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The atmospheric influence, size and possible asteroidal nature of the July 2009 Jupiter impactor

Orton, G. S. and Ingersoll, A. P. and Lai, S. (2011) The atmospheric influence, size and possible asteroidal nature of the July 2009 Jupiter impactor. Icarus, 211 (1). pp. 587-602. ISSN 0019-1035.

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Near-infrared and mid-infrared observations of the site of the 2009 July 19 impact of an unknown object with Jupiter were obtained within days of the event. The observations were used to assess the properties of a particulate debris field, elevated temperatures, and the extent of ammonia gas redistributed from the troposphere into Jupiter’s stratosphere. The impact strongly influenced the atmosphere in a central region, as well as having weaker effects in a separate field to its west, similar to the Comet Shoemaker-Levy 9 (SL9) impact sites in 1994. Temperatures were elevated by as much as 6 K at pressures of about 50–70 mbar in Jupiter’s lower stratosphere near the center of the impact site, but no changes above the noise level (1 K) were observed in the upper stratosphere at atmospheric pressures less than ~1 mbar. The impact transported at least ~2 × 10^(15) g of gas from the troposphere to the stratosphere, an amount less than derived for the SL9 C fragment impact. From thermal heating and mass-transport considerations, the diameter of the impactor was roughly in the range of 200–500 m, assuming a mean density of 2.5 g/cm^3. Models with temperature perturbations and ammonia redistribution alone are unable to fit the observed thermal emission; non-gray emission from particulate emission is needed. Mid-infrared spectroscopy of material delivered by the impacting body implies that, in addition to a silicate component, it contains a strong signature that is consistent with silica, distinguishing it from SL9, which contained no evidence for silica. Because no comet has a significant abundance of silica, this result is more consistent with a “rocky” or “asteroidal” origin for the impactor than an “icy” or “cometary” one. This is surprising because the only objects generally considered likely to collide with Jupiter and its satellites are Jupiter-Family Comets, whose populations appear to be orders of magnitude larger than the Jupiter-encountering asteroids. Nonetheless, our conclusion that there is good evidence for at least a major asteroidal component of the impactor composition is also consistent both with constraints on the geometry of the impactor and with results of contemporaneous Hubble Space Telescope observations. If the impact was not simply a statistical fluke, then our conclusion that the impactor contained more rocky material than was the case for the desiccated Comet SL9 implies a larger population of Jupiter-crossing asteroidal bodies than previously estimated, an asteroidal component within the Jupiter-Family Comet population, or compositional differentiation within these bodies.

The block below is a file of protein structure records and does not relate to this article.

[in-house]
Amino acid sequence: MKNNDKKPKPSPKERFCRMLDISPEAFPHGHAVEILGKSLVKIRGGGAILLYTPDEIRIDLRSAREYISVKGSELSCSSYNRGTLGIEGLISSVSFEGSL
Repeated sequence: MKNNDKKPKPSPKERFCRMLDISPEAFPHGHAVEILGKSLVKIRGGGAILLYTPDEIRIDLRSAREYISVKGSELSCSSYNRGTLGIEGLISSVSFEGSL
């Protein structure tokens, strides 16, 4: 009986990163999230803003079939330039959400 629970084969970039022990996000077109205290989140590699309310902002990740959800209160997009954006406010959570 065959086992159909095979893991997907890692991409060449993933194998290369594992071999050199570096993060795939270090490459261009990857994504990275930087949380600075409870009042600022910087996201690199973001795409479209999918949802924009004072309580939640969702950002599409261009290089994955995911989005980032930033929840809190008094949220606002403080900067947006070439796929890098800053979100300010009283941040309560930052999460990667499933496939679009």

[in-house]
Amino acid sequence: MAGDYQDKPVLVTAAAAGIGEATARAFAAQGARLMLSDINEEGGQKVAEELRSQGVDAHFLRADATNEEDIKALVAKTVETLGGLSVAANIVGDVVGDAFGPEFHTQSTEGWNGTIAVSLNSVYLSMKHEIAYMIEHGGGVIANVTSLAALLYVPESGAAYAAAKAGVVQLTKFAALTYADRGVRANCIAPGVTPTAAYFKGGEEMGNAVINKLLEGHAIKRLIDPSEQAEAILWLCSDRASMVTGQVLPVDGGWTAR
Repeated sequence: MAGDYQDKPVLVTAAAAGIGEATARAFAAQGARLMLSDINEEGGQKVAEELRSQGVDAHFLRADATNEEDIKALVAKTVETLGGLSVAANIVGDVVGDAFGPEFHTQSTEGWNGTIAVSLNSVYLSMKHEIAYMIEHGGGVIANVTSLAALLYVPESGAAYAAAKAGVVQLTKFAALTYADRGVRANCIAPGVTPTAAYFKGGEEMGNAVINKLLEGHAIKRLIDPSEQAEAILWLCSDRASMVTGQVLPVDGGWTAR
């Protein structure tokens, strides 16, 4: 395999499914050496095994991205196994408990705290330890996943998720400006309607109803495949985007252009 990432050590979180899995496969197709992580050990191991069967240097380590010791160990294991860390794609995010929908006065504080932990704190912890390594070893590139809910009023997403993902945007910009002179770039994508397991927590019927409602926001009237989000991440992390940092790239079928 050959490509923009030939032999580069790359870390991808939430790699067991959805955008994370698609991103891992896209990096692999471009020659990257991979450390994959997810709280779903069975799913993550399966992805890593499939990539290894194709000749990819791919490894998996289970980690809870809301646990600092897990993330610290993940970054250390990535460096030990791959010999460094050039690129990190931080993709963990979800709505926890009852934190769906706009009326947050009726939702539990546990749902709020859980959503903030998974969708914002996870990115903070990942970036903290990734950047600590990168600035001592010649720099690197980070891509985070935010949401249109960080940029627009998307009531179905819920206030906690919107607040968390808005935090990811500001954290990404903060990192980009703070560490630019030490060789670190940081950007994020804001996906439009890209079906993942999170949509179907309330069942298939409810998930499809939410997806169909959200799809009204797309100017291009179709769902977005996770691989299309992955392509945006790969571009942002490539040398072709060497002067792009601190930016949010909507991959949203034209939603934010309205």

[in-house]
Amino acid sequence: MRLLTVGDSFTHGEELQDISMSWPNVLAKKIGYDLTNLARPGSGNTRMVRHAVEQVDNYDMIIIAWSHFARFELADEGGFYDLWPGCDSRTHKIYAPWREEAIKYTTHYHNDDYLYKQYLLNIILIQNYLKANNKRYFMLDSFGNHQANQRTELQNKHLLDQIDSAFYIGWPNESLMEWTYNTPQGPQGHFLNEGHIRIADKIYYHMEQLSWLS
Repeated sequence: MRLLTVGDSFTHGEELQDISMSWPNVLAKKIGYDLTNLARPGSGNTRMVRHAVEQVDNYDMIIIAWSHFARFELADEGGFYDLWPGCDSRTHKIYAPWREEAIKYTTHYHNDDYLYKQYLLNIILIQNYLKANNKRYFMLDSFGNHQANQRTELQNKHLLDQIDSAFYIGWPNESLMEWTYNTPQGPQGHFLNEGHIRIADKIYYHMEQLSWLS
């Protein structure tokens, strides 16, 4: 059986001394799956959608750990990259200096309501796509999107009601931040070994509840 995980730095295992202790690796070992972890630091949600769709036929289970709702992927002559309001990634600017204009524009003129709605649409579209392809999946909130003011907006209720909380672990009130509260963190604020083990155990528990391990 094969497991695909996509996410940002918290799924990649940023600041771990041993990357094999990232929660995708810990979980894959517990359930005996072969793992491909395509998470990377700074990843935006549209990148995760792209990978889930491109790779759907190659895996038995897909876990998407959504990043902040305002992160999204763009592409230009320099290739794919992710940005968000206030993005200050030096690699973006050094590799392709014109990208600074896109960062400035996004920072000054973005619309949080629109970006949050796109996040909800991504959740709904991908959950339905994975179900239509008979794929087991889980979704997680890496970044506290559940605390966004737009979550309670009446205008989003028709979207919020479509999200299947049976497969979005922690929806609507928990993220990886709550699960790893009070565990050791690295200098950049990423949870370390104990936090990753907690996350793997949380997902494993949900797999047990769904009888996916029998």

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Orton, G. S.0000-0001-7871-2823
Ingersoll, A. P.0000-0002-2035-9198